Published April 11, 2012
While Silicon Valley garages may have been the birthplace headquarters for today’s blue chip tech companies, to find the next generation of startup success stories you may want to check out a coworking space.
These open-area offices, which allow freelance professionals and entrepreneurs to rent desks cheaply on a month-to-month, or even day-to-day, basis are generally not-for-profit, corporate-sponsored or venture capital-sponsored entities. They function in an incubator-like capacity, catering specifically to early-stage startups by offering networking programs, business-fundamentals clinics and mentoring opportunities. A survey by the coworking industry publication Deskmag found one in every three coworking locations across the country is planning to expand in 2012.
According to some venture capitalists, as valuations for online media companies rise and more of them go public or are acquired, the returns are trickling back into the sector in the form of investment in early-stage, Internet-based startups. All the more reason for the growing popularity of these collaborative office complexes in tech hotbeds nationwide
“What we’ve seen in the environment today that there’s more money going into seed and early stage companies since 2000 at that level,” said Laura Sachar, a general partner with New York-based venture capital firm StarVest Partners L.P. “There’s a lot more interest in the early stage, and a lot of interest in social, mobile, ad-tech—so there are a lot of new companies being created in these areas.”
Supporters of coworking say the entrepreneurial communities could help prevent another tech sector meltdown like the one of the late 1990’s and early 2000’s.
“I think we might be heading toward a bubble,” said Matt Shampine, one of the co-founders of WeWork Labs, a New York-based coworking space. “That being said, I think that our focus in this space is really to help these startups turn themselves into real businesses that actually have real revenue.”
Whether the sector is indeed turning into a bubble is, as ever, a subject of debate among industry insiders.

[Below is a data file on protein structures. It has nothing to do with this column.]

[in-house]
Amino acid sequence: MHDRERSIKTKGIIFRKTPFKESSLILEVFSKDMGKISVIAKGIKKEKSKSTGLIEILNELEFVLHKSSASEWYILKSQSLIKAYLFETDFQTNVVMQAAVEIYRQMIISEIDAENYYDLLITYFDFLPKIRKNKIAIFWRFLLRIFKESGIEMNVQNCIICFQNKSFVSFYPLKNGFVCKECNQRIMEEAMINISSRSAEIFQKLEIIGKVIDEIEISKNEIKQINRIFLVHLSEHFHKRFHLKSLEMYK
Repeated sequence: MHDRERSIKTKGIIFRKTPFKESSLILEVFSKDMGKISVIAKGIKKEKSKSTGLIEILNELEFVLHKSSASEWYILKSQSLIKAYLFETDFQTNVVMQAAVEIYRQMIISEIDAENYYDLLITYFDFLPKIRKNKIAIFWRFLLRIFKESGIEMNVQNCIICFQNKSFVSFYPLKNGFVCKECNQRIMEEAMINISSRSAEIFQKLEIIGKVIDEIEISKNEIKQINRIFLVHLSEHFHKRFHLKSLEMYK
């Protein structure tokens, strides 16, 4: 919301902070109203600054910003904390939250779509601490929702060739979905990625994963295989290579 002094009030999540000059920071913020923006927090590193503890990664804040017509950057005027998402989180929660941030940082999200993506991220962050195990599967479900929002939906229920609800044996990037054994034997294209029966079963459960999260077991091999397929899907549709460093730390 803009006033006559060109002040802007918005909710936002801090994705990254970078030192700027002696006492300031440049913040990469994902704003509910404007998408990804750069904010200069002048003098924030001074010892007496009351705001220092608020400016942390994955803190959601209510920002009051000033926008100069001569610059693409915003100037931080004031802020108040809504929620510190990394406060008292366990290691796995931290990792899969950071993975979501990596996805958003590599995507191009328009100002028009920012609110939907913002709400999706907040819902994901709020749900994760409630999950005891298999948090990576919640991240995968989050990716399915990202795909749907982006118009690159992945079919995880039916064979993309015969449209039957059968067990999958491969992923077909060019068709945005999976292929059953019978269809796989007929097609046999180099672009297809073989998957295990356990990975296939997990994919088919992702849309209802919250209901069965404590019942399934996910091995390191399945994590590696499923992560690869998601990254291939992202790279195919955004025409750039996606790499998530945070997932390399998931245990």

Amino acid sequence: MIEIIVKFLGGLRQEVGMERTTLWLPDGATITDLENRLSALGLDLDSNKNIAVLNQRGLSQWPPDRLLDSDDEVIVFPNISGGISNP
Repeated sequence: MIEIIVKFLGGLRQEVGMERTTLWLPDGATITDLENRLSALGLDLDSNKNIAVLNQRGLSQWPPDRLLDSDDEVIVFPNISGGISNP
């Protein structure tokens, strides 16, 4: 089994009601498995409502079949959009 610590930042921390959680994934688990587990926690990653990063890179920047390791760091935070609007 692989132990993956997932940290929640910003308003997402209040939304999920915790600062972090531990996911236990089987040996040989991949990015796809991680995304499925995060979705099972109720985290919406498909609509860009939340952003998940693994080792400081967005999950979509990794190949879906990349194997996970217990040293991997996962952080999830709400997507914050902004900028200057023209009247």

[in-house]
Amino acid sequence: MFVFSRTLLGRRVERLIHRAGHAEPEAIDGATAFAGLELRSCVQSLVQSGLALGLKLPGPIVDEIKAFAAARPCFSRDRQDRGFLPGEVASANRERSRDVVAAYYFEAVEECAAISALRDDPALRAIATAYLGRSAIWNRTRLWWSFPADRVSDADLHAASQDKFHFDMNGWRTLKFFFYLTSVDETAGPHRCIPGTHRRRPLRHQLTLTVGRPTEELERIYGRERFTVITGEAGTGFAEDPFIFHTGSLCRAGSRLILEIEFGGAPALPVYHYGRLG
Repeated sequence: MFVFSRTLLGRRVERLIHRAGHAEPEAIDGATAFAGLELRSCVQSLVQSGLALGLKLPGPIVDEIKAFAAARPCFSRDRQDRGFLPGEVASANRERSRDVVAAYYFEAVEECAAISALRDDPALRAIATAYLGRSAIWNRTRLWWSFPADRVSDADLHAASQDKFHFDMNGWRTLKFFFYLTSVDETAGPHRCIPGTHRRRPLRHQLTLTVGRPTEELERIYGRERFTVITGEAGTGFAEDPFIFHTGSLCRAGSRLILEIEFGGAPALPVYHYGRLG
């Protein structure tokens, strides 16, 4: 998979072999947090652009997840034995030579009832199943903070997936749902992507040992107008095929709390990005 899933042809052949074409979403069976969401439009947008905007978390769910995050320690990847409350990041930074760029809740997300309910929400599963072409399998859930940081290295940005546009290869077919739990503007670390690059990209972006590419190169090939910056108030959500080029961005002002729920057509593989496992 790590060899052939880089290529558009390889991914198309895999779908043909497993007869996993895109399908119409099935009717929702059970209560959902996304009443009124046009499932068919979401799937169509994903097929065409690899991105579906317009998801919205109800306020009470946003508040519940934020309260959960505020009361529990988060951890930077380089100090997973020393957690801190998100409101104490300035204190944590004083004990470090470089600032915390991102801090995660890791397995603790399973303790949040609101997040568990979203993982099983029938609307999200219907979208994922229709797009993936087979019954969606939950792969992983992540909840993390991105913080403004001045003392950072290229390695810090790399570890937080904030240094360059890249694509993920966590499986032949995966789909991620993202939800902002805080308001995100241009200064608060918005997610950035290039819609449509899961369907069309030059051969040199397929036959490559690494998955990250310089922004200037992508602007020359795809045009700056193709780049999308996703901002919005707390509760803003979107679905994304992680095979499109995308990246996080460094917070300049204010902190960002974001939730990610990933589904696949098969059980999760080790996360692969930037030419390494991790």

“The term bubble—they have to burst at some point, and that puts a negative connotation on it, so I stay away from that term,” said Peter Flint, a partner with Boston-based Polaris Ventures. “It’s a frothy time with a lot of people looking to raise money, and a lot of angels willing to invest.”
According to the folks opening and running these shared office spaces, competition for desks is fierce and plans for expansion are imminent. The space Shampine operates has a waiting list that’s more than 400-companies long. WeWork Labs just expanded from 5,000 to 17,000 square feet, and has plans to open up another floor in its Soho offices, as well as a location in San Francisco later this year. Wix Lounge, a free coworking space sponsored by online web-publishing platform Wix.com, hosts networking seminars and meetups in both its New York location, which opened in 2010, and now its recently launched lounge in San Francisco.
Despite the popularity of coworking and incubator-like programs, not every entrepreneur is a fit. Shampine cited examples where some were concerned about privacy, and opposed the idea of other companies within the office understanding the inner workings of their business model. There is also an argument that startups utilizing a venture capital-backed collaborative, like Polaris’s Dogpatch, could actually have a harder time raising capital from another VC-firm. Flint denies that this is an issue.
“We’ve had more than 500 people, or 300 companies, come through the Dogpatch network so far, and I would say the majority of them have received funding in one shape or another,” Flint said. “$150 million has been raised by companies in Dogpatch; other VCs—they’re in and out of Dogpatch all the time, and we welcome them.”
Sachar, of StarVest Partners, said because many coworking spaces have competitive entry processes, locating inside one can set a particular company apart.
“Any of these incubators and competitions that make a company stand out is going to be helpful when there’s a lot of noise in the field,” Sachar said. “There’s a lot of competition for dollars, but it’s not just about access to capital; I think when you have companies down the hall from other companies being created it helps management find solutions to problems and creates a lot of momentum.”
Whether that momentum leads to a bubble remains to be seen, but coworking spaces are adamant that the next Pets.com – which went to R.I.P status as the Internet bubble of the 90s burst -- will not emerge from one of their offices.
“We’re trying to help people create sustainable businesses,” said Jesse Middleton, Shampine’s business partner at WeWork Labs.
Middleton said the fact that there are people at WeWork Labs who experienced the first dot-com bubble firsthand, will help to prevent the creation of a similar situation.
“Having gone through that, a lot of people look at this and say we’re a little bit more prepared.” Middleton said. “There’s still a bubble, but at the end of it, a lot more people are going to actually be making money and continuing their businesses through just a little bit slower growth.”